Clichéd. Patriarchal. Perpetuating gender stereotypes. Sexualising children. Sounds just like a John Lewis ad, right. Wait. What? Outrage. 

It’s the default position of early 21st Century humanity. 

The casual (and detached) observer would be forgiven for thinking the world has gone mad. Mad for outrage. Vitriol spouted at the slightest sign of anything contrary to one’s own acutely calibrated moral compass. Where something altogether innocent can be taken completely out of context and unsuspecting individuals made into social pariahs at the click of a button.

Early 21st Century society is one that desperately seeks to make everything black or white. Or, at least, everyone’s own version of black and white. Deliberately turning a blind eye to the beautifully subtle nuances of the greys. 

Because the grey areas are difficult to interpret. They aren’t easy to categorise. They’re neither one side nor the other. It requires critical thought and emotional detachment to appreciate both sides of an argument. And it requires strength of character to admit and consider that we’re not completely right, nor are we completely wrong. It’s grey. 

Ultimately, greys don’t suit a bipartisan mindset. It’s not part of the ‘us’ and ‘them’ agenda. You can’t be outraged at grey. Because grey doesn’t polarise opinion. It isn’t divisive. And it doesn’t fuel the outrage that humanity thrives on. So you find the extremes and go for those. In the bilious cesspit of anonymity that is social media.

Outrage us.


So, what of John Lewis? How has the perennial Christmas favourite fallen so far from the pear tree, resplendent with partridge and full festive entourage?

Well. To begin with, it’s not the John Lewis we have grown to fondly know. 

As we bask in the resplendence of that split infinitive, let’s take a brief moment of objective reflection (setting our social biases aside for a minute), and consider how realistic the following scenarios might be: 

  1. Children playing dress-up. Rifling through their parents’ wardrobe and haphazardly trying on their mother’s clothes. Realistic? Sure.
  1. Children making a mess with paints. And generally causing a maelstrom of chaos around the house lost in whatever imaginary world they happen to be inhabiting at the time. Realistic? Certainly.
  1. Siblings acting thoughtlessly towards each other. Realistic? It’d be rude not to.
  1. A mum sitting at the kitchen table with a cup of tea reading a book. The jury’s still out on this one.

Chances are, if you’re a parent (or know someone who has young children) these scenarios should ring fairly true. With the exception, perhaps, of the quiet tea and book. 

So, now for some questions:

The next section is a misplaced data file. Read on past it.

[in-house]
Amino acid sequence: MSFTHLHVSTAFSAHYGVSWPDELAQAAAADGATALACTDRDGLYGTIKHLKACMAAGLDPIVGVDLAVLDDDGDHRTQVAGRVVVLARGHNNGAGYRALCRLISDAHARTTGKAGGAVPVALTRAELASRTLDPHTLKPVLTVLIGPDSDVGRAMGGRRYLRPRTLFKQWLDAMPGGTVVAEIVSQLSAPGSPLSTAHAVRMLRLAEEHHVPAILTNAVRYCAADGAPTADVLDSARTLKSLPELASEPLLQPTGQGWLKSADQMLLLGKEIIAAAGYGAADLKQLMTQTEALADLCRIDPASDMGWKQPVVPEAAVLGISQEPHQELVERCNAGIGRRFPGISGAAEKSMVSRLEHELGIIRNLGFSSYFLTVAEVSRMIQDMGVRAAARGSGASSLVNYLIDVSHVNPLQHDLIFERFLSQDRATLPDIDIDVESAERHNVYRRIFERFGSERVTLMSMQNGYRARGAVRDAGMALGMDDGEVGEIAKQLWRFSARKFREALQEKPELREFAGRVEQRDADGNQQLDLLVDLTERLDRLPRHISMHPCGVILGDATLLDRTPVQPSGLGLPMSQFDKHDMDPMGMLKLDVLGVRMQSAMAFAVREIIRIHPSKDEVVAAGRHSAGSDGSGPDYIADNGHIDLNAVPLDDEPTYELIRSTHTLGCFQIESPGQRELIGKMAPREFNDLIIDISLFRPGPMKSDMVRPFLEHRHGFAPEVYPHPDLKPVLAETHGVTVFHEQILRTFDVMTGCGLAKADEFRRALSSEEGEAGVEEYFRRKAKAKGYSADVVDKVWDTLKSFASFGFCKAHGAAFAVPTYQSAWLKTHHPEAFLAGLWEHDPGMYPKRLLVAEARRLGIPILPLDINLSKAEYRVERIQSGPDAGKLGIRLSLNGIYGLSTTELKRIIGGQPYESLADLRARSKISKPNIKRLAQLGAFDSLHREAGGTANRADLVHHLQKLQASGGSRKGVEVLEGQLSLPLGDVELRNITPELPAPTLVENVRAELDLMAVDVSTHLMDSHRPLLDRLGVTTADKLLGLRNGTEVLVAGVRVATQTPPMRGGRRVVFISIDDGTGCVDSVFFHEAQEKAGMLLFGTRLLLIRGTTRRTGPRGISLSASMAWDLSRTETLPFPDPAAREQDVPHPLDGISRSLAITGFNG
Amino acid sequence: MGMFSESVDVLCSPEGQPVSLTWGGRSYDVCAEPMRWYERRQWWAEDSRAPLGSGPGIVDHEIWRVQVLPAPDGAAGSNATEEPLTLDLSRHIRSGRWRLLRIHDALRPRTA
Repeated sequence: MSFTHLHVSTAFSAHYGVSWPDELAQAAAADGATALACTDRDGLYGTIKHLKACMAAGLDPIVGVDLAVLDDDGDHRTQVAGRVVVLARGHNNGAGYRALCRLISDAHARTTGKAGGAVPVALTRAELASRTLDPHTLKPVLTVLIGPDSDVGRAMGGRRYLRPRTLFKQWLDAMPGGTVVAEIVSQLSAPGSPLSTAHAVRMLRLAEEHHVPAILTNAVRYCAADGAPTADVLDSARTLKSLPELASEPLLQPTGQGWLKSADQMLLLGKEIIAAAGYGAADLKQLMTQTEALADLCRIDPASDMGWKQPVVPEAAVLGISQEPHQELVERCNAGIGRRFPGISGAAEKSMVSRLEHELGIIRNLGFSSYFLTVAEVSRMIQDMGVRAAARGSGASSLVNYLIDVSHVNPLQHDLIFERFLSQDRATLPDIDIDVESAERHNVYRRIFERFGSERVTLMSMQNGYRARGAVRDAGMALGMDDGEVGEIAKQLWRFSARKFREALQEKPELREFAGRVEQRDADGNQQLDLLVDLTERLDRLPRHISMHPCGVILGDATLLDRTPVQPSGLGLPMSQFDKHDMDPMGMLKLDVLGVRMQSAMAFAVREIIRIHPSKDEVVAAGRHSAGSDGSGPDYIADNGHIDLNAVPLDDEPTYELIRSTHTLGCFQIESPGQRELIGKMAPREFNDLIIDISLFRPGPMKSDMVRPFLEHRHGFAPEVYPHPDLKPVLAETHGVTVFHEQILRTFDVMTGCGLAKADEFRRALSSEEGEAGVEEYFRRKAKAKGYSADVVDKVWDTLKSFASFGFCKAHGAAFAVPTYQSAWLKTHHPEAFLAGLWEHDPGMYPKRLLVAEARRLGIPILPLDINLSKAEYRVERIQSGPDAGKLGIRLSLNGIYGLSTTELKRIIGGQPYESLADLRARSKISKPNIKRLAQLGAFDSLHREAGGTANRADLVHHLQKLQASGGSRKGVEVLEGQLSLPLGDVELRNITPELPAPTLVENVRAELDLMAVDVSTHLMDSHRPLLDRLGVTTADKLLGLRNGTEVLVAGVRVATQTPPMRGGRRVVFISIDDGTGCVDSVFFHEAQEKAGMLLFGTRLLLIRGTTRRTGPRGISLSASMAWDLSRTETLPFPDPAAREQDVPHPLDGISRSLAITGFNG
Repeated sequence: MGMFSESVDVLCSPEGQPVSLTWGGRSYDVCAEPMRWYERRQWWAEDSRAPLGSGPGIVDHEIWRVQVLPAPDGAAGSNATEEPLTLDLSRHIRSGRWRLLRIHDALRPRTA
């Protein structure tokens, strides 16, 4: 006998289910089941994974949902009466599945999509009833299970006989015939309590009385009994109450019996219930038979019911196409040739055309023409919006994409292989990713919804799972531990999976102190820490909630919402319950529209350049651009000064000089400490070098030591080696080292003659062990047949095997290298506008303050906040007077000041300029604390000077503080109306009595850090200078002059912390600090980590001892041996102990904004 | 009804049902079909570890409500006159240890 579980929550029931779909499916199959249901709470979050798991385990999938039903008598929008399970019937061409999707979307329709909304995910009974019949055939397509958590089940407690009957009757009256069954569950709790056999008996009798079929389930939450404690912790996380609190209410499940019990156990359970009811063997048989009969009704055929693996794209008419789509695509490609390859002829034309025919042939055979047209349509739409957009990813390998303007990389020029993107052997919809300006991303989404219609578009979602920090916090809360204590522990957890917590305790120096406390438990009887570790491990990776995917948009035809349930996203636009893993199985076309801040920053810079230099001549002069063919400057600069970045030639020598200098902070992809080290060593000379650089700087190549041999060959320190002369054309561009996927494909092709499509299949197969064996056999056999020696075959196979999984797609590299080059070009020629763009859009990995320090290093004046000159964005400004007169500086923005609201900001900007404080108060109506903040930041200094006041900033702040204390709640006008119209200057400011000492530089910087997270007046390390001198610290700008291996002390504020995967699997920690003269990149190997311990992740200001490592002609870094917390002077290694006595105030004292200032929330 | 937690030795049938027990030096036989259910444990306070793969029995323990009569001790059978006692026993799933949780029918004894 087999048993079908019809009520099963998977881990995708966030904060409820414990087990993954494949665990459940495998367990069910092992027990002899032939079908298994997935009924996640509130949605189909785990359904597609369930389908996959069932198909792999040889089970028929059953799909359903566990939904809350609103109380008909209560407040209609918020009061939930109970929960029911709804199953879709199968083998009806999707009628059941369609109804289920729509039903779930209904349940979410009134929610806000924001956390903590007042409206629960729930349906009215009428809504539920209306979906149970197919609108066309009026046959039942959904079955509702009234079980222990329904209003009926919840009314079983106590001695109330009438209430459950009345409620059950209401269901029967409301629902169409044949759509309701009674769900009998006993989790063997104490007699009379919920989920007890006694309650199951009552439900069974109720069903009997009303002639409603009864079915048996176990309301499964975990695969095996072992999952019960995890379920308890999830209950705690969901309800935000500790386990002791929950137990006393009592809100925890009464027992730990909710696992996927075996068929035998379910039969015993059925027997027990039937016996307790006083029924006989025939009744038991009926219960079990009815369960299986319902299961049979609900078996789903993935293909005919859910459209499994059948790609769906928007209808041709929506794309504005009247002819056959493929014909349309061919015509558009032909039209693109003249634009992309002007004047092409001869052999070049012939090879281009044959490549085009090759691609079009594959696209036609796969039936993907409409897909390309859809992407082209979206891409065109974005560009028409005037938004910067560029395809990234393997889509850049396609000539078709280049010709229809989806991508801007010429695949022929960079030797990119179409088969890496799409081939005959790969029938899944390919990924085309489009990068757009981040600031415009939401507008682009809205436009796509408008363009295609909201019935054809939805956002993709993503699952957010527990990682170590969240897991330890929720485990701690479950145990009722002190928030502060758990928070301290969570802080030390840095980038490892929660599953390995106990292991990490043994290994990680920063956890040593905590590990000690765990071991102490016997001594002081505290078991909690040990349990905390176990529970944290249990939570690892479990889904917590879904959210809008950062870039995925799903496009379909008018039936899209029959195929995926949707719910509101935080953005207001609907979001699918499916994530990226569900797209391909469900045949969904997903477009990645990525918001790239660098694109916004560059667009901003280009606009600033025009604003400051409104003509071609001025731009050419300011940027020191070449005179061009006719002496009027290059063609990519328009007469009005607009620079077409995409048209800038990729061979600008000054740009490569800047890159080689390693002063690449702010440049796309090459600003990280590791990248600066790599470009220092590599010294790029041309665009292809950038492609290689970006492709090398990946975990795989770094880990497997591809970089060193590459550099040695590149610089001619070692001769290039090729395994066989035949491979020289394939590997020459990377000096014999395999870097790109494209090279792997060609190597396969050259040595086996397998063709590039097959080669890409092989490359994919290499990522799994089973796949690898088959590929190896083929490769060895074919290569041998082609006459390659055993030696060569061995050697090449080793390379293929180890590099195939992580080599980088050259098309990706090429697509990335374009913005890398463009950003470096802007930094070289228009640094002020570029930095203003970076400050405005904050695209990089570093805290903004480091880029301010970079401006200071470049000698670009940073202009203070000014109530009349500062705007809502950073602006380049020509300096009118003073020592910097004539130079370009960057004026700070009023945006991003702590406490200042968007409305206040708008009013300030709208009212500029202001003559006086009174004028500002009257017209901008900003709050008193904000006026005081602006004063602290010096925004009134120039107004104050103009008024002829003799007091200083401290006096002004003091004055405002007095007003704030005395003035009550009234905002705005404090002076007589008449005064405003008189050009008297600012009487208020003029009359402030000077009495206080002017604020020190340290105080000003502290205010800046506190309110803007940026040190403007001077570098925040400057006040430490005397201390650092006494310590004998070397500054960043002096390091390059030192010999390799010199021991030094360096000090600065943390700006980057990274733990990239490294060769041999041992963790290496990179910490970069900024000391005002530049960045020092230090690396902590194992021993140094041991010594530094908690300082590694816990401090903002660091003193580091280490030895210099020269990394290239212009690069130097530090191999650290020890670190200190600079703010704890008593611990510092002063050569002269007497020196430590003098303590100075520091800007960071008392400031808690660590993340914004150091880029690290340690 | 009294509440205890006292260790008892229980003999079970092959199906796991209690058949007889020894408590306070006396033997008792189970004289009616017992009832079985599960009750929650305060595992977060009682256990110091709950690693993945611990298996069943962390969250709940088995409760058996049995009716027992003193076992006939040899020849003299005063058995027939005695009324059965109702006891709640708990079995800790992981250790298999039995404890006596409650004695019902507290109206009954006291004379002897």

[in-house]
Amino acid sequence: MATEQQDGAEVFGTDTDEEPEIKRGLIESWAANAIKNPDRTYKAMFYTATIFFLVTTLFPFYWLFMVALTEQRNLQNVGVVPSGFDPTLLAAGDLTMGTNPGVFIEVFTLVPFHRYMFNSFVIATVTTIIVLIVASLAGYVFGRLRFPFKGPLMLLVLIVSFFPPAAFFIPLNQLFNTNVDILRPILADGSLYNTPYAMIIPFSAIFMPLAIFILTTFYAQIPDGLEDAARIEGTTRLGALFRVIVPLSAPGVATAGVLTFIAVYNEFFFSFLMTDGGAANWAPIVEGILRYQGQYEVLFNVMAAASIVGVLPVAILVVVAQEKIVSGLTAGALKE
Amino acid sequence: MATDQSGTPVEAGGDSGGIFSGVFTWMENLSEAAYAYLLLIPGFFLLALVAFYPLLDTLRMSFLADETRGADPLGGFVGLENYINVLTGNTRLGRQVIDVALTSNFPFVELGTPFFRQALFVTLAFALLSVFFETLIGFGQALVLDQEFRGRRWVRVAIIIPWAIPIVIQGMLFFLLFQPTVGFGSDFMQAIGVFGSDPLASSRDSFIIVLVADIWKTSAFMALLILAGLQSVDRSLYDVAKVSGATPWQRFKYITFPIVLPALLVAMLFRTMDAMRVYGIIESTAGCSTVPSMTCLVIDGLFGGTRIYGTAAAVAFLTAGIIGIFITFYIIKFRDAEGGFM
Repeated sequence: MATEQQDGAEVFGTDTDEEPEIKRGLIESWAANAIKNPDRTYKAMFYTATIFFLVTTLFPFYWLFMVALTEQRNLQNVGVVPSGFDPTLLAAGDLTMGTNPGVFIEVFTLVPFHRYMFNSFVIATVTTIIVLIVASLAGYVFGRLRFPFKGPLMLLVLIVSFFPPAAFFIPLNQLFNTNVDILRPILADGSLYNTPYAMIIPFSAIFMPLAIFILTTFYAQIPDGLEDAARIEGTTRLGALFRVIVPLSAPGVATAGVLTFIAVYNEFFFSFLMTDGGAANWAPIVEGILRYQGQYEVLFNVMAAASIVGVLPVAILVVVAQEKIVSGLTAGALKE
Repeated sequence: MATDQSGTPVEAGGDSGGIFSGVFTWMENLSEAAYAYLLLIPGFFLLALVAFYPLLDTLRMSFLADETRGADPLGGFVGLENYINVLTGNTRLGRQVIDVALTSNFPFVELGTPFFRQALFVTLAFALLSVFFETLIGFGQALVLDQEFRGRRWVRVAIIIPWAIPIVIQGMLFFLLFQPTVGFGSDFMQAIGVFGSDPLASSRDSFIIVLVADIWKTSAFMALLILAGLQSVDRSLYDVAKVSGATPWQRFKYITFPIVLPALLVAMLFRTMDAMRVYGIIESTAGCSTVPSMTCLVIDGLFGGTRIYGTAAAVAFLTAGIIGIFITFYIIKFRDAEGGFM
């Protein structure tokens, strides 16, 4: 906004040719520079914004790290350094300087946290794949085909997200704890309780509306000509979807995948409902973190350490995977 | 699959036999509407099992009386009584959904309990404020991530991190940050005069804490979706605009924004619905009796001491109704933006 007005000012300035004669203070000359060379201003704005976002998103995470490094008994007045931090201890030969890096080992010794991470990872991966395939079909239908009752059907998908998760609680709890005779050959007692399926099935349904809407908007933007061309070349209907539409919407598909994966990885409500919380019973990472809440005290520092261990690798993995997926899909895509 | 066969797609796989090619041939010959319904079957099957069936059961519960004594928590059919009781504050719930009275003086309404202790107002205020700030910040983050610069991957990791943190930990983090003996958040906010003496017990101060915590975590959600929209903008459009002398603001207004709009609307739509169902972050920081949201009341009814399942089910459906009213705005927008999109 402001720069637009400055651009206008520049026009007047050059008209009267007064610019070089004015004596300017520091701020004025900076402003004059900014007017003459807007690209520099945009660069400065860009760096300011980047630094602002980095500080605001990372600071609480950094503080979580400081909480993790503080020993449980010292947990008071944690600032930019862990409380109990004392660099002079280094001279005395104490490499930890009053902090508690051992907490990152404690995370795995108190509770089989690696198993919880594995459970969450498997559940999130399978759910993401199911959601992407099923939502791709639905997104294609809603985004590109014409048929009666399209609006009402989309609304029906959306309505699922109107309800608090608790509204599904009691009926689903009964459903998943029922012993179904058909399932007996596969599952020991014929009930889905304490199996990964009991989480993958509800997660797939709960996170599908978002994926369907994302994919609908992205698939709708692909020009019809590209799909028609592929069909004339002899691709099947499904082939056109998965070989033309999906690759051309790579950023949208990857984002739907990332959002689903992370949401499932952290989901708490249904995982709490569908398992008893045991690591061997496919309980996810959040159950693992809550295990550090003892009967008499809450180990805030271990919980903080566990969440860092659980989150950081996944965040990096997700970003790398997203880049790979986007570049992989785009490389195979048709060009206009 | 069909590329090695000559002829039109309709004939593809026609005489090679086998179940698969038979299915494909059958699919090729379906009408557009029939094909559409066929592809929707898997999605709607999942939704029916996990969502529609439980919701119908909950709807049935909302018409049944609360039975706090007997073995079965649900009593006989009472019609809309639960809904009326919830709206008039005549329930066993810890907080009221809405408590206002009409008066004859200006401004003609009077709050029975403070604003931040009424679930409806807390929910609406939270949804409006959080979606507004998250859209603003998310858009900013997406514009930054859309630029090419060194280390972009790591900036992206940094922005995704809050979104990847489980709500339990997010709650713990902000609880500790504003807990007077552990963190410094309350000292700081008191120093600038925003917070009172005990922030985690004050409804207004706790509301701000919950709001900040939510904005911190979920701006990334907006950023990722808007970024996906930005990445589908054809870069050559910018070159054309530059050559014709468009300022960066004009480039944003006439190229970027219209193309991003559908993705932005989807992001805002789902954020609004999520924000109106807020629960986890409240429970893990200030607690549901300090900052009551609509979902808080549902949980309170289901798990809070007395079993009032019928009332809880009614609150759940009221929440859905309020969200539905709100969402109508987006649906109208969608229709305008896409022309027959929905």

1. Is playing dress-up sexualisation to a child?
  1. Are they asserting patriarchal authority by creating a mess they have no intention of cleaning up?
  1. Is their thoughtlessness actually a calculated attack on gender equality?
  1. Do mums never seek solace from their children? Some brief respite from the relentless energy and intensity of youth? And might this involve a quiet cuppa? Perhaps in the kitchen? 

Judge for yourself.

The original (now banned) John Lewis Home Insurance ad.

Is This All a Bit Cliché? 


But where do clichés come from? 

If the aforementioned examples can be considered an expression of a popular or common thought or idea, describing commonplace scenarios, then, yes. By definition they are cliché. 

At least, they are, objectively speaking.

Ultimately, all they amount to is a series of keen observations of domestic scenes that invariably play themselves out up and down the land, in one form or another. Daily. 

Perhaps not to this extreme. Rarely all together at once. Certainly not without swift intervention by a parent. 

But that’s the point of the metaphor at play here. 

It’s not supposed to be entirely realistic. It’s an ad. For home insurance. 

Is it patriarchal?

Well, the mum’s in the kitchen, so it must be. And the boy has just ruined his sister’s quiet painting activity. And destroyed the house with reckless abandon. He also seems to have got away with it too. So, he’s clearly the embodiment of white male privilege. Little more than a patriarchal archetype perpetuating the ideology of the penis. Or as one person put it on Twitter:

“Careless, thoughtless boy makes mindless mess, ignores women’s boundaries, leaves mess for women to clean up. It’s a stressful watch.”

But, he’s wearing a dress and makeup. 

Doesn’t that confuse the issue?

No, no. That’s sexualisation of children. He pouts at the camera. 

Has anyone been on Instagram, YouTube, TikTok, or watched the TV recently? 

Pouting at the camera is so cliché. 

The vitriol levelled at this ad is outrageous.

Outrage Is So Passé

In the furore of outrage, we seem to have missed the point. 

Instead of focusing on thin interpretations intended to polarise opinion and spark outrage, let’s take a moment to reflect on the performance of a couple of talented young actors. Let’s stop and see a boy in a dress and makeup dancing his way around the house as quite a powerful image for mainstream media. 

Is it a stereotype? Sure. It’s inescapable. 

Is it woke? Please. It’s hard to move for all the high-horses around here. 

Did it misrepresent the level of insurance cover on offer? Unfortunately. And it has since been banned

Oh well. 

Happy Endings 

If this has been too much of a social commentary hot potato, we can now take a deep breath and see the ridiculous side of it all. 

As I did, with this reinterpretation of the ad. (Watch till the end.)

The parody ad I created for Durex.

And so did thousands of others, as my Durex edit went viral!!

Finally, let’s spare a thought for parents everywhere, dealing with paint mess and chaos while trying to preserve their “no claims” and keep their insurance premiums affordable.